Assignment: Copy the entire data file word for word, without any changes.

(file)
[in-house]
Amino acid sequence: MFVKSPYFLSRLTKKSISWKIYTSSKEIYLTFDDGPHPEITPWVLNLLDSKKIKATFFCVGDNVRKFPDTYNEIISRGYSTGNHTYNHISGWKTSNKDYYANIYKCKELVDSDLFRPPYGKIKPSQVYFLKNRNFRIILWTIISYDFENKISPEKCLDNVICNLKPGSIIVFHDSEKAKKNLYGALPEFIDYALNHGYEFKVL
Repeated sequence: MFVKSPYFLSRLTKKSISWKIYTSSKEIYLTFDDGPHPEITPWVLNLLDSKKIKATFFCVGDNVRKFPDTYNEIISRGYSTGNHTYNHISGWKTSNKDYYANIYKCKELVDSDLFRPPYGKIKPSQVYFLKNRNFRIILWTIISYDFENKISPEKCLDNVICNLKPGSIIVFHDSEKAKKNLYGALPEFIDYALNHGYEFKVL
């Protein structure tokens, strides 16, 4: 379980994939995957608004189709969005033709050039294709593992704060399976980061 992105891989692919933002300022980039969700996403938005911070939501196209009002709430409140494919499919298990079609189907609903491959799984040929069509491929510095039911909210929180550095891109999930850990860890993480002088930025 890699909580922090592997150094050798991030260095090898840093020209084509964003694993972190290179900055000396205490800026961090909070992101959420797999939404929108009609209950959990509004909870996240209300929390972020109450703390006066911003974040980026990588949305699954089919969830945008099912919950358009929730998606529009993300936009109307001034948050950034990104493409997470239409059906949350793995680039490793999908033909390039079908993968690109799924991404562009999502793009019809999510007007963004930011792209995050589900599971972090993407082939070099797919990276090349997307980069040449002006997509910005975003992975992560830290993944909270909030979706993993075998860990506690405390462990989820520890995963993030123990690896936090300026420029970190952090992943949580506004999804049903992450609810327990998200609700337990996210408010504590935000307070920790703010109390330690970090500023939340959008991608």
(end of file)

[in-house]
Amino acid sequence: MFVKSPYFLSRLTKKSISWKIYTSSKEIYLTFDDGPHPEITPWVLNLLDSKKIKATFFCVGDNVRKFPDTYNEIISRGYSTGNHTYNHISGWKTSNKDYYANIYKCKELVDSDLFRPPYGKIKPSQVYFLKNRNFRIILWTIISYDFENKISPEKCLDNVICNLKPGSIIVFHDSEKAKKNLYGALPEFIDYALNHGYEFKVL
Repeated sequence: MFVKSPYFLSRLTKKSISWKIYTSSKEIYLTFDDGPHPEITPWVLNLLDSKKIKATFFCVGDNVRKFPDTYNEIISRGYSTGNHTYNHISGWKTSNKDYYANIYKCKELVDSDLFRPPYGKIKPSQVYFLKNRNFRIILWTIISYDFENKISPEKCLDNVICNLKPGSIIVFHDSEKAKKNLYGALPEFIDYALNHGYEFKVL
């Protein structure tokens, strides 16, 4: 379980994939995957608004189709969005033709050039294709593992704060399976980061 992105891989692919933002300022980039969700996403938005911070939501196209009002709430409140494919499919298990079609189907609903491959799984040929069509491929510095039911909210929180550095891109999930850990860890993480002088930025 890699909580922090592997150094050798991030260095090898840093020209084509964003694993972190290179900055000396205490800026961090909070992101959420797999939404929108009609209950959990509004909870996240209300929390972020109450703390006066911003974040980026990588949305699954089919969830945008099912919950358009929730998606529009993300936009109307001034948050950034990104493409997470239409059906949350793995680039490793999908033909390039079908993968690109799924991404562009999502793009019809999510007007963004930011792209995050589900599971972090993407082939070099797919990276090349997307980069040449002006997509910005975003992975992560830290993944909270909030979706993993075998860990506690405390462990989820520890995963993030123990690896936090300026420029970190952090992943949580506004999804049903992450609810327990998200609700337990996210408010504590935000307070920790703010109390330690970090500023939340959008991608």